When God first conceived of serious, intellegent, subversive, and loud hard rock music, She/It had this album in mind. If you want to help create a new and better world while thrashing your head out, buy Blind early and often!
- With a Rick Rubin produced new album expected in 2007, the band s first in four years, Metallica churns the waters with its first-ever musicvideo retrospective. Featuring 21 videos and bonus features, spanning the album years 1989 to 2004, from And Justice For All to St. Anger, the collection showcases hard rock s greatest band. Ranked eighth on the list of the biggest selling groups in history, a
Reissue of their 1984 classic with 1 bonus track – ’'Death Kiss’’ (demo). Roadrunner. 2007.
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This is a transition album for COC. It’s nothing like their previous work and merely a sign for things to come. Dark chugging riffs with their old vocalist Karl Agell. If you can get past Karl’s voice, then you’ve got an awesome metal album. Awesome opening instrumental stuff.
To call this album a rock album would almost be an insult. Some people call it punk/hardcore, but to me it will always be metal. And now that I’ve pigeonholed this CD to death, I’ll move on to the music. Corrosion Of Conformity serves up some unforgiving, politically motivated anger with Blind. The guitar tone has a punishing crunch that has been hard to parallel in my mind. With the bass pushing that crunch, this is one heavy listen… I love it! Nothing will guarantee you a speeding ticket quicker than ‘Dance Of The Dead’ or ‘Mine Are The Eyes Of God’. ‘Vote With A Bullet’ spells out COC’s political views very clearly, and also manages to wrap it up in one awesome tune! Even the slowest song on the CD, ‘Echoes In The Well’, manages to churn out some dark and brooding overtones. Every single song on here is heavy and uncompromising. The lyrics are very poignant and intelligent. Amidst so many bands who, lately like to pose as revolutionary, Corrosion Of Conformity take a shot at ‘The Man’ that is, without dispute, the most real and profound yet. A lot of bands have come and gone, taking some inspiration from Corrosion Of Conformity, yet these guys continue to go on (granted under a different style). This CD represents the high point of their songwriting and musical career.
c.o.c. is one of the few hardcore bands that didn’t crossover in the 80s but after 89s barley listenable “technocricy” they had to do somthing .”blind” is one of my favorite c.o.c. albums .it was the tinkering w/ what would become their sound today.karl agell gets a bad rap for his lean toward a mainstream vocal style ,but its no more mainstream than what phil from pantera & kyle from exhorder were doing at the time.i personally love it.it fits the music.the entire cd jams from beggining to end but i must say the highlights are tacks 9 “vote w/ a bullet” (pepper keenan on lead vox) & 10 “great purification” an anthem w/ some trance elements. i highly recommend “blind”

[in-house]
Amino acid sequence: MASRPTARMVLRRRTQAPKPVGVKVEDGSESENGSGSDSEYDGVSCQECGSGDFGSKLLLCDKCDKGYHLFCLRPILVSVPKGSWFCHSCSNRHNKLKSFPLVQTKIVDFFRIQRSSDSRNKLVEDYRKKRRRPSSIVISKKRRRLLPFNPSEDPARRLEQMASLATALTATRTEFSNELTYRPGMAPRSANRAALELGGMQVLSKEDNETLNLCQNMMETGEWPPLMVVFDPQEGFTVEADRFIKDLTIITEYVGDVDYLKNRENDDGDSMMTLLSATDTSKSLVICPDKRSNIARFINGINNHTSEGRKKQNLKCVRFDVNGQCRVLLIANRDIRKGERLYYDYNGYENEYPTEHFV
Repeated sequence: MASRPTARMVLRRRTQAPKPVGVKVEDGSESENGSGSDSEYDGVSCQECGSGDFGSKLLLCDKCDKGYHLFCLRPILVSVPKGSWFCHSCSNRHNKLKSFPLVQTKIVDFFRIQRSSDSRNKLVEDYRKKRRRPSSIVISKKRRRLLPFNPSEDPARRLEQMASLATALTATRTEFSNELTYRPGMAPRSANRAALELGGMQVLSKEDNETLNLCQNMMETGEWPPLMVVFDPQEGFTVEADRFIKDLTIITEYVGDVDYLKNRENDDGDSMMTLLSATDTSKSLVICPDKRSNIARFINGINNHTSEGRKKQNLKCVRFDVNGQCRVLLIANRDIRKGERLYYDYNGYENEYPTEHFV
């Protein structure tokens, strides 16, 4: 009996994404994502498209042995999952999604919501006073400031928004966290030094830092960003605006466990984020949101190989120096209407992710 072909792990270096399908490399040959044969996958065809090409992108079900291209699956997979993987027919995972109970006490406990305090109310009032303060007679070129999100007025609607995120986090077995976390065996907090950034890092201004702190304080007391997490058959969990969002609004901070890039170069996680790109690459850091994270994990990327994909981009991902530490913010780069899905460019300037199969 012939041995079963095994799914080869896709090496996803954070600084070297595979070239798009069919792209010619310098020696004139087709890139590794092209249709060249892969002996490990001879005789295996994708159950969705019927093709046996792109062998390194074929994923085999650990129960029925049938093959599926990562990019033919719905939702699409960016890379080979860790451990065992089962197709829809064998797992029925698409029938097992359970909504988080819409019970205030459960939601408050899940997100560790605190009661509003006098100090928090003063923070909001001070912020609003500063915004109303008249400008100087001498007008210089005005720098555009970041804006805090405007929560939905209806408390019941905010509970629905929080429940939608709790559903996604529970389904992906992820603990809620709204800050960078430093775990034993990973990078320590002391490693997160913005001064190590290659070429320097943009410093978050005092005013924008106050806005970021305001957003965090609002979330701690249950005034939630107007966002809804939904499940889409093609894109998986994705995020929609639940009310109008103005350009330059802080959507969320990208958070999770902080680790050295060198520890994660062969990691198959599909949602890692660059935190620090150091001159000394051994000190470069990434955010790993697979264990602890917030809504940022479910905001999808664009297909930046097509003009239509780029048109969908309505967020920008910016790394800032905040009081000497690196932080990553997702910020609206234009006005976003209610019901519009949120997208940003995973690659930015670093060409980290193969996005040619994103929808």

This album *is* critical to the history of C.O.C. in that is has pivotal bass player Phil Swisher (former Guitar Player for Bloodbath, Unicef, and A Number of Things; also former Guitar player for No Labels [ as a replacement for Ricky Hicks who left the band to sell soap for AMWAY of all things ]. Blind represents a pivotal period of Corrosion of Conformity. Your history is pretty much true to the evolution of C.O.C. You’re aware, of course, the “EyE for an EyE” wasn’t there first released recording. It was actually their fourth recording. Their third recording was a compilation EP called “WHERE DO WE GO FROM HERE?” that also included area bands like “BloodMobile” from Statesville NC. Their second release came out exclusively on cassette tape and it was called “NO CORE.” “NO CORE” also included area bands like No Labels and COLCOR. Their first recording (on which the lead singer was a nerdy african-american magnet school student by the name of Garrick Francis). Garrick predates Benji and was (i’m pretty sure) the first lead singer for the band. The only public shows that Garrick actually did, that I’m aware of, took place on Turner Street. This recording was released as a 45 (EP) with 6 very short songs on it. It was typical thrash. This EP was called “Mommy” and only a very few were actually released. I’m sure that anyone owning a copy of “Mommy” is guarding it with his life because it is worth a pretty penny. BTW: in terms of the evolution of things. Before Reed Mullin was kicked out of the band it was rumored that he wanted to release an album that was a successor to “Eye for an Eye” that would be called “We’ve got an Eye fot the Aye-Aye (Daubentonia madagascariensis). The proceeds were going to go to the primate conservation center at Duke University. The rest of band never really shared Reed’s political convictions and they figured that he had just gone too far with this idea. It’s too bad really. This is unstantiated to take it with a grain of salt.